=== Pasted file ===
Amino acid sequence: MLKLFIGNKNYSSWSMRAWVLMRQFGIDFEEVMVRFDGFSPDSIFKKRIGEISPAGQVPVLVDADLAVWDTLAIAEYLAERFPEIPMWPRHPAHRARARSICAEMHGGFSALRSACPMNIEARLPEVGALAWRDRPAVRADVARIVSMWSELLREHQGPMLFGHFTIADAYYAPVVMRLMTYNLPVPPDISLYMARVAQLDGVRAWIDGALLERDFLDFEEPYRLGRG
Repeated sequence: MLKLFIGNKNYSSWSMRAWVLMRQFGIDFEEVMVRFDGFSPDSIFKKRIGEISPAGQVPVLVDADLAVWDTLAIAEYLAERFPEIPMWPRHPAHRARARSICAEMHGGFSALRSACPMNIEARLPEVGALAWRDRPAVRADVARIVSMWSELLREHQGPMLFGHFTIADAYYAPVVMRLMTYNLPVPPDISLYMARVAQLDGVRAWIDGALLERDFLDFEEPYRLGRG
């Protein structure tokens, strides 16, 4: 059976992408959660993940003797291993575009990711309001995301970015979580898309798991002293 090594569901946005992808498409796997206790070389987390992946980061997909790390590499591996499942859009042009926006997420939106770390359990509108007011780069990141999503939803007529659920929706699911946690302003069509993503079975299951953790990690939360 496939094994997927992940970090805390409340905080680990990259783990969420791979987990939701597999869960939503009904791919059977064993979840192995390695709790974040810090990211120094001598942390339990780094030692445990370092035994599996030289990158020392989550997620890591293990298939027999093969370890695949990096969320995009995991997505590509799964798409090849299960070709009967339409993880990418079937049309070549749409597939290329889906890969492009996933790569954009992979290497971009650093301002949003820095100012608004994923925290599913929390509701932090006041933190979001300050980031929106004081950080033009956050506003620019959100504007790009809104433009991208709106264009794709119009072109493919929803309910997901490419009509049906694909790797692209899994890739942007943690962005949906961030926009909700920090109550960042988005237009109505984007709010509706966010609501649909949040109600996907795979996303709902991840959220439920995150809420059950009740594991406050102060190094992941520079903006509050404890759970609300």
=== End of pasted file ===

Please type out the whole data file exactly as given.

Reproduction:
Amino acid sequence: MLKLFIGNKNYSSWSMRAWVLMRQFGIDFEEVMVRFDGFSPDSIFKKRIGEISPAGQVPVLVDADLAVWDTLAIAEYLAERFPEIPMWPRHPAHRARARSICAEMHGGFSALRSACPMNIEARLPEVGALAWRDRPAVRADVARIVSMWSELLREHQGPMLFGHFTIADAYYAPVVMRLMTYNLPVPPDISLYMARVAQLDGVRAWIDGALLERDFLDFEEPYRLGRG
Repeated sequence: MLKLFIGNKNYSSWSMRAWVLMRQFGIDFEEVMVRFDGFSPDSIFKKRIGEISPAGQVPVLVDADLAVWDTLAIAEYLAERFPEIPMWPRHPAHRARARSICAEMHGGFSALRSACPMNIEARLPEVGALAWRDRPAVRADVARIVSMWSELLREHQGPMLFGHFTIADAYYAPVVMRLMTYNLPVPPDISLYMARVAQLDGVRAWIDGALLERDFLDFEEPYRLGRG
């Protein structure tokens, strides 16, 4: 059976992408959660993940003797291993575009990711309001995301970015979580898309798991002293 090594569901946005992808498409796997206790070389987390992946980061997909790390590499591996499942859009042009926006997420939106770390359990509108007011780069990141999503939803007529659920929706699911946690302003069509993503079975299951953790990690939360 496939094994997927992940970090805390409340905080680990990259783990969420791979987990939701597999869960939503009904791919059977064993979840192995390695709790974040810090990211120094001598942390339990780094030692445990370092035994599996030289990158020392989550997620890591293990298939027999093969370890695949990096969320995009995991997505590509799964798409090849299960070709009967339409993880990418079937049309070549749409597939290329889906890969492009996933790569954009992979290497971009650093301002949003820095100012608004994923925290599913929390509701932090006041933190979001300050980031929106004081950080033009956050506003620019959100504007790009809104433009991208709106264009794709119009072109493919929803309910997901490419009509049906694909790797692209899994890739942007943690962005949906961030926009909700920090109550960042988005237009109505984007709010509706966010609501649909949040109600996907795979996303709902991840959220439920995150809420059950009740594991406050102060190094992941520079903006509050404890759970609300």